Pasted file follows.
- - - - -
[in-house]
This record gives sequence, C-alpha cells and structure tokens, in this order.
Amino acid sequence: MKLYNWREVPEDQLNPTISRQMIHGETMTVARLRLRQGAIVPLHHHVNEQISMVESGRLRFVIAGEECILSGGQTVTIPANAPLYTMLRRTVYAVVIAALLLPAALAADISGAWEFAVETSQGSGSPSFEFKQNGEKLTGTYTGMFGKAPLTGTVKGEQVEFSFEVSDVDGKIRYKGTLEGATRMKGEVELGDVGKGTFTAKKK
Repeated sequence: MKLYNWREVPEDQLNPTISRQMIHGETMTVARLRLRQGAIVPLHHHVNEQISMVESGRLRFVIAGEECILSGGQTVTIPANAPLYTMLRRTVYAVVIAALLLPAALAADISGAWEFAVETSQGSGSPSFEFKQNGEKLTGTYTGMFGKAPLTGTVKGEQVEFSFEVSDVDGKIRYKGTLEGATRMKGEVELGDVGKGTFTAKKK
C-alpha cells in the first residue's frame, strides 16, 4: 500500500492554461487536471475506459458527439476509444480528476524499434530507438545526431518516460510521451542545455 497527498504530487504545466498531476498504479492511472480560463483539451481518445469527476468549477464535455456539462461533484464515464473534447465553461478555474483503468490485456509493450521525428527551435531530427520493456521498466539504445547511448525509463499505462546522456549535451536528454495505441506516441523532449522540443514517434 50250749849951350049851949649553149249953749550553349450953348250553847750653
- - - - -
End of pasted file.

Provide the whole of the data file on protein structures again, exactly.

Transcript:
[in-house]
This record gives sequence, C-alpha cells and structure tokens, in this order.
Amino acid sequence: MKLYNWREVPEDQLNPTISRQMIHGETMTVARLRLRQGAIVPLHHHVNEQISMVESGRLRFVIAGEECILSGGQTVTIPANAPLYTMLRRTVYAVVIAALLLPAALAADISGAWEFAVETSQGSGSPSFEFKQNGEKLTGTYTGMFGKAPLTGTVKGEQVEFSFEVSDVDGKIRYKGTLEGATRMKGEVELGDVGKGTFTAKKK
Repeated sequence: MKLYNWREVPEDQLNPTISRQMIHGETMTVARLRLRQGAIVPLHHHVNEQISMVESGRLRFVIAGEECILSGGQTVTIPANAPLYTMLRRTVYAVVIAALLLPAALAADISGAWEFAVETSQGSGSPSFEFKQNGEKLTGTYTGMFGKAPLTGTVKGEQVEFSFEVSDVDGKIRYKGTLEGATRMKGEVELGDVGKGTFTAKKK
C-alpha cells in the first residue's frame, strides 16, 4: 500500500492554461487536471475506459458527439476509444480528476524499434530507438545526431518516460510521451542545455 497527498504530487504545466498531476498504479492511472480560463483539451481518445469527476468549477464535455456539462461533484464515464473534447465553461478555474483503468490485456509493450521525428527551435531530427520493456521498466539504445547511448525509463499505462546522456549535451536528454495505441506516441523532449522540443514517434 50250749849951350049851949649553149249953749550553349450953348250553847750653